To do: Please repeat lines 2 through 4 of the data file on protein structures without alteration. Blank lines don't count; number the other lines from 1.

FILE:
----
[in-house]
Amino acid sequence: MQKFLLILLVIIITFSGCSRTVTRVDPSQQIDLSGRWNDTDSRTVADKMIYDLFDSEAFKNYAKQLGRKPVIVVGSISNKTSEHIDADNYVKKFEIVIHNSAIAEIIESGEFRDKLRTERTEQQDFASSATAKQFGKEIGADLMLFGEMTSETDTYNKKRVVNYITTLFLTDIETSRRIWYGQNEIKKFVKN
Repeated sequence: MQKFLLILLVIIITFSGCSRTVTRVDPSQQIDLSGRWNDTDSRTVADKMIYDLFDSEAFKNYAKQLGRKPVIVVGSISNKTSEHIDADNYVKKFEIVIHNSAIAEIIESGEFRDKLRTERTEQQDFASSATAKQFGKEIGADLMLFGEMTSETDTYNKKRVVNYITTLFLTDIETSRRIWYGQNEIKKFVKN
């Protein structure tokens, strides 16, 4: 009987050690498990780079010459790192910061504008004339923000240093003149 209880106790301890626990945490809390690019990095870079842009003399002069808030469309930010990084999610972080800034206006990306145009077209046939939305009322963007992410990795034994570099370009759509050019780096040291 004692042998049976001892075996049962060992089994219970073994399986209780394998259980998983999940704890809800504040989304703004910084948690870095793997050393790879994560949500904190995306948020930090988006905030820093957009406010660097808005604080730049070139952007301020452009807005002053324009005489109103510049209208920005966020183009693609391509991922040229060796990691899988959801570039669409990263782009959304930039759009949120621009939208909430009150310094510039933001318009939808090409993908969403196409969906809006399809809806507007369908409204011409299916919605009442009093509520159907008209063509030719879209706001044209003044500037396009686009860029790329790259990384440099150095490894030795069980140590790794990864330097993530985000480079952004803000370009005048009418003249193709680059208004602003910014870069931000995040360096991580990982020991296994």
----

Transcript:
Amino acid sequence: MQKFLLILLVIIITFSGCSRTVTRVDPSQQIDLSGRWNDTDSRTVADKMIYDLFDSEAFKNYAKQLGRKPVIVVGSISNKTSEHIDADNYVKKFEIVIHNSAIAEIIESGEFRDKLRTERTEQQDFASSATAKQFGKEIGADLMLFGEMTSETDTYNKKRVVNYITTLFLTDIETSRRIWYGQNEIKKFVKN
Repeated sequence: MQKFLLILLVIIITFSGCSRTVTRVDPSQQIDLSGRWNDTDSRTVADKMIYDLFDSEAFKNYAKQLGRKPVIVVGSISNKTSEHIDADNYVKKFEIVIHNSAIAEIIESGEFRDKLRTERTEQQDFASSATAKQFGKEIGADLMLFGEMTSETDTYNKKRVVNYITTLFLTDIETSRRIWYGQNEIKKFVKN
């Protein structure tokens, strides 16, 4: 009987050690498990780079010459790192910061504008004339923000240093003149 209880106790301890626990945490809390690019990095870079842009003399002069808030469309930010990084999610972080800034206006990306145009077209046939939305009322963007992410990795034994570099370009759509050019780096040291 004692042998049976001892075996049962060992089994219970073994399986209780394998259980998983999940704890809800504040989304703004910084948690870095793997050393790879994560949500904190995306948020930090988006905030820093957009406010660097808005604080730049070139952007301020452009807005002053324009005489109103510049209208920005966020183009693609391509991922040229060796990691899988959801570039669409990263782009959304930039759009949120621009939208909430009150310094510039933001318009939808090409993908969403196409969906809006399809809806507007369908409204011409299916919605009442009093509520159907008209063509030719879209706001044209003044500037396009686009860029790329790259990384440099150095490894030795069980140590790794990864330097993530985000480079952004803000370009005048009418003249193709680059208004602003910014870069931000995040360096991580990982020991296994």